libido

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libido

 [lĭ-be´do, lĭ-bi´do] (L.)
1. sexual desire.
2. the psychic energy derived from instinctive biological drives; in early freudian theory it was restricted to the sexual drive, then expanded to include all expressions of love and pleasure, but the concept has evolved to include also the death instinct. freud postulated that libido development occurs in distinct stages: the oral stage, anal stage, and genital stage. Mental illnesses are therefore considered disturbances of libido development, such as regression to an earlier phase. jung proposed that although libido can be viewed according to the freudian pattern, it can also be desexualized and viewed as an undifferentiated energy that is at the basis of such mental processes as thinking, feeling, sensation, and intuition. adj., adj libid´inal.

li·bi·do

(li-bē'dō, -bī'dō), Do not confuse this word with livedo.
1. Conscious or unconscious sexual desire.
2. Any passionate interest or form of life force.
3. In jungian psychology, synonymous with psychic energy.
[L. lust]

libido

/li·bi·do/ (lĭ-be´do) (lĭ-bi´do) pl. libid´ines   [L.]
1. sexual desire.
2. the psychic energy derived from instinctive biological drives; in early freudian theory it was restricted to the sexual drive, then expanded to all expressions of love and pleasure, but has evolved to include also the death instinct.libid´inal

libido

(lĭ-bē′dō, -bī′-)
n. pl. libi·dos
1. The psychic and emotional energy associated with instinctual biological drives.
2.
a. Sexual desire.
b. Manifestation of the sexual drive.

li·bid′i·nal (-bĭd′n-əl) adj.
li·bid′i·nal·ly adv.

libido

[libē′dō, libī′dō]
1 the psychic energy or instinctual drive associated with sexual desire, pleasure, or creativity.
2 (in psychoanalysis) the instinctual drives of the id.
3 lustful desire or striving. libidinal, libidinous, adj. libidinize, v.

libido

Sigmund Freud’s term for one’s sex drive or sexual desire.

libido

plural, libidos, sex drive Psychiatry Sexual drive, urge or desire; the psychic and emotional energy associated with instinctive biologic drives, generally equated to sexual drive; normal libido requires adequate testosterone and dopamine–which inhibits libido-attenuating prolactin. See Anorgasmia.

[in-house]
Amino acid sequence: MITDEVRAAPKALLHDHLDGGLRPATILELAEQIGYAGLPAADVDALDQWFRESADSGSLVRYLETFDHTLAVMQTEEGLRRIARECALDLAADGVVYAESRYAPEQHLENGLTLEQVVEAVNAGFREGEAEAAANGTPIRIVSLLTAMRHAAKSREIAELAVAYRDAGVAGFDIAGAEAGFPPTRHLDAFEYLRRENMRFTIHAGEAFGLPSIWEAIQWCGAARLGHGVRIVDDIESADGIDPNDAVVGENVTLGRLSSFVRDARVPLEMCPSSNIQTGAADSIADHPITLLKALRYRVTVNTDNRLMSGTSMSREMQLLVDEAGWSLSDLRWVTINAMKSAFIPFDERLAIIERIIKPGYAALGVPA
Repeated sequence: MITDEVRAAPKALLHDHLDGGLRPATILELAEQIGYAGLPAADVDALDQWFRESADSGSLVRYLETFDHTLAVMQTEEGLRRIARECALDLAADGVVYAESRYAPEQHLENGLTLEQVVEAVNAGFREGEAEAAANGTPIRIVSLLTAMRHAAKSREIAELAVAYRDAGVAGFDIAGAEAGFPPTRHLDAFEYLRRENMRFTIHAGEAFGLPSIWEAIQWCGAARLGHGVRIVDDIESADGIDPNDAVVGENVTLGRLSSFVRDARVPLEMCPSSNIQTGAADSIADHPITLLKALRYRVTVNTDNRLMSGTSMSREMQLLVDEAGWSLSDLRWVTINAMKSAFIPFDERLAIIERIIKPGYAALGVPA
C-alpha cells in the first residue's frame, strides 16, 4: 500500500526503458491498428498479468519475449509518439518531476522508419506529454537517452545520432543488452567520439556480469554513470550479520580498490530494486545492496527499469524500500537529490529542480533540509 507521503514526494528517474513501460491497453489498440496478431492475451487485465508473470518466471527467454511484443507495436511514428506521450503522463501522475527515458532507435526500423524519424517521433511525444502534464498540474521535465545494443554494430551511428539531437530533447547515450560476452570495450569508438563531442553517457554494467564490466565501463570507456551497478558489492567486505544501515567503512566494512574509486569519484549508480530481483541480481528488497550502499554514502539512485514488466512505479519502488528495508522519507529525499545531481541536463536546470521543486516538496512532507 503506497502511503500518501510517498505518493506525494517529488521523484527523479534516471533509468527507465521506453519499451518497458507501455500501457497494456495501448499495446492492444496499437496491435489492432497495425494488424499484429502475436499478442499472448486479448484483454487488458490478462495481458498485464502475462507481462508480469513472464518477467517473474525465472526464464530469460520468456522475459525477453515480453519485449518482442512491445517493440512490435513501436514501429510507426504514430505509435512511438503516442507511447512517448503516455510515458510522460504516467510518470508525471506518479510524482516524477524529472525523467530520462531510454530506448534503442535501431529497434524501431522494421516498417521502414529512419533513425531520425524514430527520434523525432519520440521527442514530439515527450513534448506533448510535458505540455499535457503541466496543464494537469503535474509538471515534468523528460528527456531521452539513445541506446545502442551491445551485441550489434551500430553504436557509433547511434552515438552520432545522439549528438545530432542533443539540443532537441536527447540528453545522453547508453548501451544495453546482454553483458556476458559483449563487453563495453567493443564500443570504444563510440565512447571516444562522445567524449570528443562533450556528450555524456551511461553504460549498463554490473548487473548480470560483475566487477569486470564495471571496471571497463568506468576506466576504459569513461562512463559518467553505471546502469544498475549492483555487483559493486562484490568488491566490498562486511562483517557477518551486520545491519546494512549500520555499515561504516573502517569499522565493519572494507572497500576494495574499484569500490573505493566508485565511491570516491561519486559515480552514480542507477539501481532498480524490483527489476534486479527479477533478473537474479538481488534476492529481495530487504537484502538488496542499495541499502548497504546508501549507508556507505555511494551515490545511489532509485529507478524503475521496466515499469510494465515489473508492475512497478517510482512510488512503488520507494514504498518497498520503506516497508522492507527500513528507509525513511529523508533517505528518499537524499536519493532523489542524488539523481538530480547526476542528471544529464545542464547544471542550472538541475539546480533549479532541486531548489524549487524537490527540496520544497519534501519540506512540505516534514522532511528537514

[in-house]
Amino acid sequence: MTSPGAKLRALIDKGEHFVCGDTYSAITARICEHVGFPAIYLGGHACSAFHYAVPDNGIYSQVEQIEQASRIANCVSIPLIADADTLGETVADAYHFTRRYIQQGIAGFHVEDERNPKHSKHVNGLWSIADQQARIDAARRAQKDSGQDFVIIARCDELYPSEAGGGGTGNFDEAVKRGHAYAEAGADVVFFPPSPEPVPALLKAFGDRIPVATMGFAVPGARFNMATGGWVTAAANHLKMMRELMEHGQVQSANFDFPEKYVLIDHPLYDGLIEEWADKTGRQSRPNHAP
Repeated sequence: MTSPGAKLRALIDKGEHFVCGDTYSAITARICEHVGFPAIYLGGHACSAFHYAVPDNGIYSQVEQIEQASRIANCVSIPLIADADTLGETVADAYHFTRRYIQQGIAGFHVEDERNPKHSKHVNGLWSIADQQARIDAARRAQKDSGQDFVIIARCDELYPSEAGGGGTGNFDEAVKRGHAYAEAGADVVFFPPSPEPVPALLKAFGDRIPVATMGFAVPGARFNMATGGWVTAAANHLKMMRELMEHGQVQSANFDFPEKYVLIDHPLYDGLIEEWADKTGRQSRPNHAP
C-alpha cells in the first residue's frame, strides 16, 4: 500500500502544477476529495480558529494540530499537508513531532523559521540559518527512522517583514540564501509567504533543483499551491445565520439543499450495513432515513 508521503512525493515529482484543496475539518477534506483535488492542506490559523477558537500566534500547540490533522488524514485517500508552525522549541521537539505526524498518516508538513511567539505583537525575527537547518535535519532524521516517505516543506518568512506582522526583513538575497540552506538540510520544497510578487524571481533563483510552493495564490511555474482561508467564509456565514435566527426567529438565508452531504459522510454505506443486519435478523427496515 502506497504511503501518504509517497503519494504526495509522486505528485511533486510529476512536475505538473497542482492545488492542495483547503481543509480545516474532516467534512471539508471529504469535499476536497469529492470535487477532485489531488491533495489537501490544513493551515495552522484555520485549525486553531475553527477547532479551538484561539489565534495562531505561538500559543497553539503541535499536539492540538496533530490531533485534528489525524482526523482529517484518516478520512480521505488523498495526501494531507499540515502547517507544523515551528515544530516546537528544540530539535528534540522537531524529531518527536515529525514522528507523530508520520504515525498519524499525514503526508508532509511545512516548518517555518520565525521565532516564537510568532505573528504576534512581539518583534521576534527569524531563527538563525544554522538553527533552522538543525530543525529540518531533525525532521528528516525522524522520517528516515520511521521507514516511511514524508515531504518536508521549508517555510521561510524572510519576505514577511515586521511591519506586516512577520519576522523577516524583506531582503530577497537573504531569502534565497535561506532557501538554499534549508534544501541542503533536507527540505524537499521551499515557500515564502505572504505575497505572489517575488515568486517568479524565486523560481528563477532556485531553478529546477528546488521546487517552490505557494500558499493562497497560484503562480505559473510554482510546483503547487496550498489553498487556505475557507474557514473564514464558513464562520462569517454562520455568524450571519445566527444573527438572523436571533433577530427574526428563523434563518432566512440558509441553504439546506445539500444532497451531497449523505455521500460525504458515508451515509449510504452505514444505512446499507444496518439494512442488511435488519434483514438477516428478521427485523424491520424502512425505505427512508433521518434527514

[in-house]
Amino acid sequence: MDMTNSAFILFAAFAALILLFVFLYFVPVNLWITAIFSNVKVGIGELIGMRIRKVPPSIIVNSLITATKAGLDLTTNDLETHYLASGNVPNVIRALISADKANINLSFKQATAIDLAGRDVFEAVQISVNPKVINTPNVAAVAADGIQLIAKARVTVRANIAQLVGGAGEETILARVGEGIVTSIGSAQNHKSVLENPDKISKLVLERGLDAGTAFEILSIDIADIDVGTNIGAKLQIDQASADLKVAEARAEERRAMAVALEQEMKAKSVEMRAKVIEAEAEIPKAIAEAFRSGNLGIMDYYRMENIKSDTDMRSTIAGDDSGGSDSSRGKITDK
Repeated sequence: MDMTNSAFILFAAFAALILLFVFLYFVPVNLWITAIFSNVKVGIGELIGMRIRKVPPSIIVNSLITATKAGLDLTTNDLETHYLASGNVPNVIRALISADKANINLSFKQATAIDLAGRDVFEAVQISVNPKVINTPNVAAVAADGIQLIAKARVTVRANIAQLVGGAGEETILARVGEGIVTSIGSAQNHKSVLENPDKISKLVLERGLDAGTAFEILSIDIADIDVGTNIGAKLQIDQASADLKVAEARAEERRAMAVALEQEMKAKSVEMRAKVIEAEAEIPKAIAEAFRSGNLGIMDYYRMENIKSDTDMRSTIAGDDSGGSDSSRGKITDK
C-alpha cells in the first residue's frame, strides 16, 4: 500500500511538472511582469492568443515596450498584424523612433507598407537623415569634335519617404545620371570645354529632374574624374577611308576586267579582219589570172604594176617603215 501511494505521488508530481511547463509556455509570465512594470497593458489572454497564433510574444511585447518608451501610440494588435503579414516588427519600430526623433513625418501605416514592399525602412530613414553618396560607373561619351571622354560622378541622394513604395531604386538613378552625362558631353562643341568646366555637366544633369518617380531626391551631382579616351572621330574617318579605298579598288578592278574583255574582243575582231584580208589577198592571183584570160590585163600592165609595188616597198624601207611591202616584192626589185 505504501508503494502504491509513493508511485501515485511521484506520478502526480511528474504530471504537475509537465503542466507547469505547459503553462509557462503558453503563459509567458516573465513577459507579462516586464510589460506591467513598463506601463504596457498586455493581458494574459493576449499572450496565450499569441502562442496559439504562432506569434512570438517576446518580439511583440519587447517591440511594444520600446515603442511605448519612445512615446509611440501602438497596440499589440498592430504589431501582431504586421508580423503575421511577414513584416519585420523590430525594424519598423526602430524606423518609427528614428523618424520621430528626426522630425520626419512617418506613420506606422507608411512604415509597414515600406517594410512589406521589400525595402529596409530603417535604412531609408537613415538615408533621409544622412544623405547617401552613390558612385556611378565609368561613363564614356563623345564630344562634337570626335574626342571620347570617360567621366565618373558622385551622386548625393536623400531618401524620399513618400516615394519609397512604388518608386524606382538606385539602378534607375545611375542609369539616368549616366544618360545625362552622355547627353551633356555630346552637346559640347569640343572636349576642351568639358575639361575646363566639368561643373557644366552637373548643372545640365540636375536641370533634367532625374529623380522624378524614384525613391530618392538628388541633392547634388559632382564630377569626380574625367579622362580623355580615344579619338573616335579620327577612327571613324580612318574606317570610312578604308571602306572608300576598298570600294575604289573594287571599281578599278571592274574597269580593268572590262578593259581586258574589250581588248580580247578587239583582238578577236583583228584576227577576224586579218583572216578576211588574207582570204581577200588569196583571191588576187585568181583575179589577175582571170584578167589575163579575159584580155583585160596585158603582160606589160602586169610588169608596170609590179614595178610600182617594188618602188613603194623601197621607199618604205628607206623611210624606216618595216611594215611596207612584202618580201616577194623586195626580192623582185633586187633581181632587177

li·bi·do

(li-bē'dō)
1. Conscious or unconscious sexual desire.
2. Any passionate interest or form of life force.
3. In jungian psychology, synonymous with psychic energy.
[L. lust]

libido

Sexual desire or its manifestations. In psychoanalytic theory, the term is used more generally to mean the psychic and emotional energy associated with instinctual biological drives.

libido

pl. libidines [L.] sexual drive, vigor, enthusiasm.

absent libido
unwillingness to copulate on the part of a male.

Patient discussion about libido

Q. What are some ways to get an erection? Libido and sperm are OK. I have had a problem with depression for years. I have always had a strong libido and I find that my ED has been a factor in my depression. Sexual relationships have helped me deal with my depression. What a MIRACLE! How can something so good be a remedy for mental problems. Oh! for a good stiff dick. I have considered a penile prosthesis implant but I'm still hoping for something better. Any information that might help would be greatly appreciated and I will remember you in my dreams and fantasies(sexual)for you ladies and I'll thank you studs. John

A. I am a female but my husband likes to think about a womans vagina. So maybe you should get a fake vagina try Adameve.com. And also try lubricants and other things, think about what turns you on.

More discussions about libido
References in periodicals archive ?
Some of the symptoms associated with winter SAD are fatigue, increased sleep, decreased energy, decreased libido, weight gain, difficulty concentrating, lack of social interaction, increased sadness and irritability, indecision, forgetfulness, headaches, lethargy.
Side-effects from Finasteride are uncommon, but erectile problems and decreased libido (sex drive) are occasionally reported.
Some people may experience side effects associated with Megace ES that include impotence, passing gas, rash, high blood pressure, fever, decreased libido, insomnia, upset stomach, and elevated blood sugar.
The assessment included questions about decreased libido, pain during intercourse, difficulty becoming aroused, and difficulty or inability reaching orgasm.
Decreased libido or erectile dysfunction occurred most often with risperidone (26%, 23 of 89), followed by olanzapine (19%, 13 of 68), ziprasidone (17%, 3 of 18), quetiapine (9%, 5 of 54), aripiprazole (9%, 5 of 56), and clozapine (0 of 5).
Behavioural - decreased libido, panic attacks, binge eating.
For example, in one vignette about evaluating decreased libido, a physician becomes embarrassed when a patient demonstrates a sexual position.
However, current drug and surgical therapies for BPH are not completely effective, often having slow onset and with side effects ranging from decreased libido, sexual dysfunction and reduced quality of life to cardiovascular effects and/or surgical complications.
patients, hot flashes 3/16 (19%), nausea 2/16 (13%), decreased libido 1/16
Sexual side effects of menopause (vaginal dryness and decreased libido, for instance) are not top of mind, but they are part of a broader discussion of menopause.
The authors suggested that one possible explanation for their findings was the subversion of sexual conflict resulting from the side effect of decreased libido.
Joint pains, muscle aches, abdominal pain ("lead colic"), headache, fatigue, irritability, depression, constipation, decreased libido, anorexia, and other symptoms have all been described in various combinations (12).

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